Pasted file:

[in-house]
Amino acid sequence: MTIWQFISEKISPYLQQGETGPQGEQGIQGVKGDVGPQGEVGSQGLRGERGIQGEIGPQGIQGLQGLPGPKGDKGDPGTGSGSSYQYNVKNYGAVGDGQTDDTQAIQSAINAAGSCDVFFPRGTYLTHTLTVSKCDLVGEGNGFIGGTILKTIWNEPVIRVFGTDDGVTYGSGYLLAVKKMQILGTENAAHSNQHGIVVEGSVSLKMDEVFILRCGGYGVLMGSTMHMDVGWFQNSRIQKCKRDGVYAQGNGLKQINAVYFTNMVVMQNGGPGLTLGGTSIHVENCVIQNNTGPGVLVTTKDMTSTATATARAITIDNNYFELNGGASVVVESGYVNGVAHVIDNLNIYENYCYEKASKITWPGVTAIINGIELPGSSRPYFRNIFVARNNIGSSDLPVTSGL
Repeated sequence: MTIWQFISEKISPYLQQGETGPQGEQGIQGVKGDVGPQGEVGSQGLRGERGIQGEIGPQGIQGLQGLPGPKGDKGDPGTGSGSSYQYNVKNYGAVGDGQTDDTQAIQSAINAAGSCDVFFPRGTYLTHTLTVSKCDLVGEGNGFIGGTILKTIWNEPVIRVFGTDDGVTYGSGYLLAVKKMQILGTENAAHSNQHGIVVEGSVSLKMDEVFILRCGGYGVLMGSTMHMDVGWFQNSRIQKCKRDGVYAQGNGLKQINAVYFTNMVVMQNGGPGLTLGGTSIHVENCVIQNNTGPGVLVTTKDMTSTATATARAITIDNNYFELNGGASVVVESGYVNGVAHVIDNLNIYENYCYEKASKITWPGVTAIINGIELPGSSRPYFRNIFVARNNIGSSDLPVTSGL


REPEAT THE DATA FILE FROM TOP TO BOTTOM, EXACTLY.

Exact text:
[in-house]
Amino acid sequence: MTIWQFISEKISPYLQQGETGPQGEQGIQGVKGDVGPQGEVGSQGLRGERGIQGEIGPQGIQGLQGLPGPKGDKGDPGTGSGSSYQYNVKNYGAVGDGQTDDTQAIQSAINAAGSCDVFFPRGTYLTHTLTVSKCDLVGEGNGFIGGTILKTIWNEPVIRVFGTDDGVTYGSGYLLAVKKMQILGTENAAHSNQHGIVVEGSVSLKMDEVFILRCGGYGVLMGSTMHMDVGWFQNSRIQKCKRDGVYAQGNGLKQINAVYFTNMVVMQNGGPGLTLGGTSIHVENCVIQNNTGPGVLVTTKDMTSTATATARAITIDNNYFELNGGASVVVESGYVNGVAHVIDNLNIYENYCYEKASKITWPGVTAIINGIELPGSSRPYFRNIFVARNNIGSSDLPVTSGL
Repeated sequence: MTIWQFISEKISPYLQQGETGPQGEQGIQGVKGDVGPQGEVGSQGLRGERGIQGEIGPQGIQGLQGLPGPKGDKGDPGTGSGSSYQYNVKNYGAVGDGQTDDTQAIQSAINAAGSCDVFFPRGTYLTHTLTVSKCDLVGEGNGFIGGTILKTIWNEPVIRVFGTDDGVTYGSGYLLAVKKMQILGTENAAHSNQHGIVVEGSVSLKMDEVFILRCGGYGVLMGSTMHMDVGWFQNSRIQKCKRDGVYAQGNGLKQINAVYFTNMVVMQNGGPGLTLGGTSIHVENCVIQNNTGPGVLVTTKDMTSTATATARAITIDNNYFELNGGASVVVESGYVNGVAHVIDNLNIYENYCYEKASKITWPGVTAIINGIELPGSSRPYFRNIFVARNNIGSSDLPVTSGL